- The specifications that follow give the calling sequence, purpose, and descriptions of the arguments of each ScaLAPACK driver and computational routine (but not of auxiliary routines).
- Specifications of pairs of real and complex routines have been merged (for example PSGETRF/PCGETRF).
- Specifications are given only for
*single-precision*routines. To adapt them for the double precision version of the software, simply interpret REAL as DOUBLE PRECISION, COMPLEX as COMPLEX*16 (or DOUBLE COMPLEX), and the initial letters PS- and PC- of ScaLAPACK routine names as PD- and PZ-. - Specifications are arranged in alphabetical order of the real routine name.
- The text of the specifications has been derived from the leading comments in the source-text of the routines. It makes only limited use of mathematical typesetting facilities. To eliminate redundancy, has been used throughout the specifications. Thus, the reader should note that is equivalent to in the real case.
- If there is a discrepancy between the specifications listed in
this section and the actual source code, the source code should be
regarded as the most up to date.

Included in the leading comments of each subroutine (immediately preceding
the Argument section) is a brief note describing the **array
descriptor** and some commonly used expressions in calculating workspace.
For brevity, we have listed this information below and not included it
in the specifications of the routines.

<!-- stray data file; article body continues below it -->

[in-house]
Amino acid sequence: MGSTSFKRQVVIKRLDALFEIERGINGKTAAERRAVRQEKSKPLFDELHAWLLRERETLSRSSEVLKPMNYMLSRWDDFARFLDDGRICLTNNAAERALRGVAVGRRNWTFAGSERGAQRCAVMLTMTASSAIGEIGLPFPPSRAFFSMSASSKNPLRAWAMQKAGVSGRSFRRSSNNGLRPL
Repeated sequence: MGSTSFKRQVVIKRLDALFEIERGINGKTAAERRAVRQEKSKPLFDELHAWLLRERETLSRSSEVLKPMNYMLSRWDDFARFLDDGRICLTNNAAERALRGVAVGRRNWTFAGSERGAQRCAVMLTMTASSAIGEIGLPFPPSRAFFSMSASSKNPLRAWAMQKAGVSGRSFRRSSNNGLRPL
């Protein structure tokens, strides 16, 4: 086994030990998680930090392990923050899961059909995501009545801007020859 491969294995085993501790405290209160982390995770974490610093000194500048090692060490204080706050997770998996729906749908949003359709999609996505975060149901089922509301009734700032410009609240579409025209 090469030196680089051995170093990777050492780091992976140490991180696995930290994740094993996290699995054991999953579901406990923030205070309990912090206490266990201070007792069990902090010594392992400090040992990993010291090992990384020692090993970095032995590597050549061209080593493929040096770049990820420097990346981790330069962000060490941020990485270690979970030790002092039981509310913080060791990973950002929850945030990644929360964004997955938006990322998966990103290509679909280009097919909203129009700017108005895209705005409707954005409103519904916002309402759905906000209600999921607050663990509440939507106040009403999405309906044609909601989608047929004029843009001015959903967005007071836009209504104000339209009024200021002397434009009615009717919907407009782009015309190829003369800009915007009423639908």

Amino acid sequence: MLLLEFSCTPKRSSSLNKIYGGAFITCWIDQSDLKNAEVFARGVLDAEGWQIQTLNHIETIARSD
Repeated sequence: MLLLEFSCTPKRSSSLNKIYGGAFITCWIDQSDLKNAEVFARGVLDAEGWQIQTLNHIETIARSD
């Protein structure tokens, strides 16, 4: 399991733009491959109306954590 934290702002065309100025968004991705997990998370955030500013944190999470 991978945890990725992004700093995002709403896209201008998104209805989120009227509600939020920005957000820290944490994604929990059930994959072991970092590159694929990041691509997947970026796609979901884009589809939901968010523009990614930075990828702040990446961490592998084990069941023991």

* Notes * ===== * * Each global data object is described by an associated description * vector. This vector stores the information required to establish * the mapping between an object element and its corresponding process * and memory location. * * Let A be a generic term for any 2D block cyclicly distributed array. * Such a global array has an associated description vector DESCA. * In the following comments, the character _ should be read as * "of the global array". * * NOTATION STORED IN EXPLANATION * --------------- -------------- -------------------------------------- * DTYPE_A(global) DESCA( DTYPE_ )The descriptor type. In this case, * DTYPE_A = 1. * CTXT_A (global) DESCA( CTXT_ ) The BLACS context handle, indicating * the BLACS process grid A is distribu- * ted over. The context itself is glo- * bal, but the handle (the integer * value) may vary. * M_A (global) DESCA( M_ ) The number of rows in the global * array A. * N_A (global) DESCA( N_ ) The number of columns in the global * array A. * MB_A (global) DESCA( MB_ ) The blocking factor used to distribute * the rows of the array. * NB_A (global) DESCA( NB_ ) The blocking factor used to distribute * the columns of the array. * RSRC_A (global) DESCA( RSRC_ ) The process row over which the first * row of the array A is distributed. * CSRC_A (global) DESCA( CSRC_ ) The process column over which the * first column of the array A is * distributed. * LLD_A (local) DESCA( LLD_ ) The leading dimension of the local * array. LLD_A >= MAX(1,LOCr(M_A)). * * Let K be the number of rows or columns of a distributed matrix, * and assume that its process grid has dimension p x q. * LOCr( K ) denotes the number of elements of K that a process * would receive if K were distributed over the p processes of its * process column. * Similarly, LOCc( K ) denotes the number of elements of K that a * process would receive if K were distributed over the q processes of * its process row. * The values of LOCr() and LOCc() may be determined via a call to the * ScaLAPACK tool function, NUMROC: * LOCr( M ) = NUMROC( M, MB_A, MYROW, RSRC_A, NPROW ), * LOCc( N ) = NUMROC( N, NB_A, MYCOL, CSRC_A, NPCOL ). * An upper bound for these quantities may be computed by: * LOCr( M ) <= ceil( ceil(M/MB_A)/NPROW )*MB_A * LOCc( N ) <= ceil( ceil(N/NB_A)/NPCOL )*NB_A

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